I love that OS X automatically fires up iPhoto when I plug in my digital camera. It’s one of the Mac’s many little touches that make it such a pleasure to use.

But ever since I got an iPhone, I’ve been frustrated that plugging it in opens up iPhoto, too. The combination of iPhoto and iTunes opening and syncing slows my computer to a crawl. And it’s particularly painful when most of the time I just want to sync my address book or music.

Fortunately it’s pretty easy to work around this annoyance. Keep reading to see how you can teach your Mac to open iPhoto when you plug in your camera but not your phone.

I recently stumbled across an option in Image Capture’s preferences that lets you select any application to open when a camera is connected. That gave me an idea: what if I could tell it to open a special application that would check to see which camera I’d plugged in? Then that application could in turn open iPhoto only if I’d plugged in my Digital Rebel.

It turns out you can do all of this using the command line and a little bit of AppleScript. Here’s how:

1. Set up the script

Open Script Editor (in the AppleScript folder inside your Applications folder). Copy and paste this script into the editor window:

on device_is_connected(device_name)
  set check_for_device to "ioreg -rn " & quoted form of device_name
  return (length of (do shell script check_for_device) is not equal to 0)
end device_is_connected

on run
  if device_is_connected("") then
    tell application "iPhoto" to activate
  end if
end run

2. Get a list of all the USB devices connected to your computer

Keep Script Editor running, and open Terminal (in the Utilities folder inside your Applications folder). Copy and paste this command into the terminal window:

ioreg -Src IOUSBDevice | grep '^\+' > /tmp/ioreg

This command lists all the USB devices connected to your computer and stores the list in a temporary file.

3. Find OS X’s name for your camera

Plug in your digital camera and turn it on. Then copy and paste another command into the terminal window:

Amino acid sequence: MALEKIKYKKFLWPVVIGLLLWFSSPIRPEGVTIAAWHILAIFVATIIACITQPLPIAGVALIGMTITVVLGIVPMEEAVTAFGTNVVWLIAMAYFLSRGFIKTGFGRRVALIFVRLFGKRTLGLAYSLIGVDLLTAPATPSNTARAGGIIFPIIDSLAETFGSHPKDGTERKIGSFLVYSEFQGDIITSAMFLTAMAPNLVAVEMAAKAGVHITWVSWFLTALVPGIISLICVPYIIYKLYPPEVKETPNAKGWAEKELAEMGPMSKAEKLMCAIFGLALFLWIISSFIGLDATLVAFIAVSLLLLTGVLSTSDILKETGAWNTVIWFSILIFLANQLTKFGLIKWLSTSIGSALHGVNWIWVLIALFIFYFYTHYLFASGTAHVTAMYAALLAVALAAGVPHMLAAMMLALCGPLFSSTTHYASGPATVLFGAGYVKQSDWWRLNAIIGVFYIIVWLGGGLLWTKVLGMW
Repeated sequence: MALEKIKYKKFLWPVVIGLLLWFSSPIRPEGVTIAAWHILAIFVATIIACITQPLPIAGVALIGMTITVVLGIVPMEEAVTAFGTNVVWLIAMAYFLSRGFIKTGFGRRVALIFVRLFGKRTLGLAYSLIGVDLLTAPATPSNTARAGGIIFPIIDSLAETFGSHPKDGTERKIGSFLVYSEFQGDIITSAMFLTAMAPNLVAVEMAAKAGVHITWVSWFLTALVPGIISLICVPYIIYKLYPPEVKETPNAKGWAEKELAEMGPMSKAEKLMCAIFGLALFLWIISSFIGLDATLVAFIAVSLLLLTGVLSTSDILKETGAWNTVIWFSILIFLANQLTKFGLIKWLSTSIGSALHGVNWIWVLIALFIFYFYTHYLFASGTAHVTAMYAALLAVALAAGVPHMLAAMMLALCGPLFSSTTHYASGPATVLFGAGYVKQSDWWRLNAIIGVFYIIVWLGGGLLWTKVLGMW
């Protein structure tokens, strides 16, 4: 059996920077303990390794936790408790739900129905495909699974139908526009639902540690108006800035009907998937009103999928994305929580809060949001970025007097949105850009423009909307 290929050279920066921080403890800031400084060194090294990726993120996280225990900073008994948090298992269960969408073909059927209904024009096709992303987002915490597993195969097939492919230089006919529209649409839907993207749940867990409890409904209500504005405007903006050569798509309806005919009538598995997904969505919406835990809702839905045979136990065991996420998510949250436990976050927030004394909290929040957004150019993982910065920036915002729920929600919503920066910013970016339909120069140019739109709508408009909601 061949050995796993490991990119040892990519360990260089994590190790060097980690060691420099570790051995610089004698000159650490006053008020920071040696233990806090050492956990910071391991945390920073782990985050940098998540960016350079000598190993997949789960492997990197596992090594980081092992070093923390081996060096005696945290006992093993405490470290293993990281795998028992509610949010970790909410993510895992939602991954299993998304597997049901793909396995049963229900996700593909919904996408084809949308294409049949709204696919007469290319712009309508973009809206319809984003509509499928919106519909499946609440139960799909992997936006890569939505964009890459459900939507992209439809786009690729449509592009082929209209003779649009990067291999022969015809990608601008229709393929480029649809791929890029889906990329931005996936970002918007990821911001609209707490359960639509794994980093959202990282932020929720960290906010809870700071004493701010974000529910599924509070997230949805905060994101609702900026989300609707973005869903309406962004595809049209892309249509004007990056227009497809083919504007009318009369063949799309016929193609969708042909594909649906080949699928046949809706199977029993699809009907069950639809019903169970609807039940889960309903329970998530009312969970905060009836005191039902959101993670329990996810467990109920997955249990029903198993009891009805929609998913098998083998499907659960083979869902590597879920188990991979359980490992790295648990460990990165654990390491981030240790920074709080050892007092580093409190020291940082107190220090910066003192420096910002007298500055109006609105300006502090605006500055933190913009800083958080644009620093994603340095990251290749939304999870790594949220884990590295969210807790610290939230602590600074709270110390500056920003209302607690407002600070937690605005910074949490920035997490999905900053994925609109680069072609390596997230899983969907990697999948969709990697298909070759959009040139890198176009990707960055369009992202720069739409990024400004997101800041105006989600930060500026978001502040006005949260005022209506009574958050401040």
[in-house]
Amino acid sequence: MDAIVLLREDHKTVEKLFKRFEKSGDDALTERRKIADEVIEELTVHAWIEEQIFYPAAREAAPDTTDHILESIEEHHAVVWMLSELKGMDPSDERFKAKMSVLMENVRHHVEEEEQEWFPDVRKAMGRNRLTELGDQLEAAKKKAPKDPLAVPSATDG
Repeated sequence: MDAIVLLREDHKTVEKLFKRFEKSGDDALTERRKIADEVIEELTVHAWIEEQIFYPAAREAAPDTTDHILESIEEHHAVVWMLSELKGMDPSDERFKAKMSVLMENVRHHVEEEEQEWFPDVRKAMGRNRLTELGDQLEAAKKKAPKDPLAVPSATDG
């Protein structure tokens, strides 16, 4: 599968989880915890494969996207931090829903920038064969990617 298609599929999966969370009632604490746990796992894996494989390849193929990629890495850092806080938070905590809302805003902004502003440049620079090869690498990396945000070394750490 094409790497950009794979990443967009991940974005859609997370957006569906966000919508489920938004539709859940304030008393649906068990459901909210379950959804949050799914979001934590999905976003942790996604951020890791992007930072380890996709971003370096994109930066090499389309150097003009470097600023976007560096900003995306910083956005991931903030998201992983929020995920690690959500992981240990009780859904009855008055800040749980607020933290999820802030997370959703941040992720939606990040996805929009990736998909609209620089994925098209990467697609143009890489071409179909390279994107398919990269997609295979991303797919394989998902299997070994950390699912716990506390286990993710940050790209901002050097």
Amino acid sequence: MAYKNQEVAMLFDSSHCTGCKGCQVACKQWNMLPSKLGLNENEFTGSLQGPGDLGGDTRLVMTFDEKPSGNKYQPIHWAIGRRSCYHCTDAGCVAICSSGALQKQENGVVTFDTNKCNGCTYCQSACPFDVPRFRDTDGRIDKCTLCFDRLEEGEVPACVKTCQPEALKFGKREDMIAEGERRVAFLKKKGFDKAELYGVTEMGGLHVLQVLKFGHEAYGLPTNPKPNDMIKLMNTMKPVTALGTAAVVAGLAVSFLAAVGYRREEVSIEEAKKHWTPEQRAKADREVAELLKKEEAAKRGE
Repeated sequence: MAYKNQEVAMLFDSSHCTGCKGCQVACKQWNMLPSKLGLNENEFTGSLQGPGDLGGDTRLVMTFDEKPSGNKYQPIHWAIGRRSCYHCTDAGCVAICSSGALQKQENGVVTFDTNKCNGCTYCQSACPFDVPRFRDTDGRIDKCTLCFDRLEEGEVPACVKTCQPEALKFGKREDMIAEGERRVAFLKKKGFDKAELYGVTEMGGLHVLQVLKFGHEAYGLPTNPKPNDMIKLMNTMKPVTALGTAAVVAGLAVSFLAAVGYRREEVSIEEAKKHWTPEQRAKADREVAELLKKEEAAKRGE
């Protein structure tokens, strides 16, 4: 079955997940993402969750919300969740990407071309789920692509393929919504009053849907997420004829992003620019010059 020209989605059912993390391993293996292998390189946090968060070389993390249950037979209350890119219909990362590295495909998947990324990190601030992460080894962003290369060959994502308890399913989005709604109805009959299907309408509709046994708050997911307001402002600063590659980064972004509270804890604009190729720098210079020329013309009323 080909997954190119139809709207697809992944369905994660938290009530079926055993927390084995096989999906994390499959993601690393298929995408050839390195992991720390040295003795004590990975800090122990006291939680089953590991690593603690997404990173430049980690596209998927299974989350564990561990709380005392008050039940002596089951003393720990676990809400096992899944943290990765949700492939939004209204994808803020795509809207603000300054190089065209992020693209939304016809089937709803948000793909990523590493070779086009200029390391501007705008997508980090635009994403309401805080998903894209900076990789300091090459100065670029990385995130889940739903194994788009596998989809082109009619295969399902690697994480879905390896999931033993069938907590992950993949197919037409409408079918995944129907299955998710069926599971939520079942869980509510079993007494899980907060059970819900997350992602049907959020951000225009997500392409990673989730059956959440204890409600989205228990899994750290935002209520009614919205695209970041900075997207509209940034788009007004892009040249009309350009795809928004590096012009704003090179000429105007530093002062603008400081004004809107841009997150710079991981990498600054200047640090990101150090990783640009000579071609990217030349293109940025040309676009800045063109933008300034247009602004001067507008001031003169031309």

ioreg -Src IOUSBDevice | grep '^\+' | diff /tmp/ioreg - |
  tail -1 | sed 's/^> \+-o \(.*\)@.*/\1/' | pbcopy && pbpaste

This command again lists all the USB devices connected to your computer and compares it with the previous list you saved to a temporary file. Then it extracts the name of the camera you just plugged in. You should see this name displayed in the terminal (for example, when I plug in my Digital Rebel XT, I see Canon Digital Camera). It’ll be copied to your clipboard, too.

4. Insert the camera’s name into the script

Quit Terminal and switch back to Script Editor. Find the line that reads:

    if device_is_connected("") then

Place the cursor between the two quotes and choose Paste from the Edit menu, so that you see your camera’s name in the quotes, like this:

    if device_is_connected("Canon Digital Camera") then

Make sure there’s no line break between the camera name and the last quote mark.

You can also change “iPhoto” on the next line to “Aperture” or “Lightroom”, if you’d prefer to open one of those applications instead.

5. Save the script as an application

Choose “Save As…” from the File menu, pick “Application” in the “File Format:” dropdown, and save the script as “Camera Connected” in your Applications folder.

6. Set the application to run when you connect your camera

Quit Script Editor and open Image Capture (in your Applications folder). Choose “Preferences…” from the Image Capture menu and pick “Other…” in the “When a camera is connected, open:” dropdown. Then select the “Camera Connected” application you just created.


Next time you connect your camera iPhoto will open, and when you connect your phone it won’t.

(Confused? Watch a QuickTime demo of the steps above.)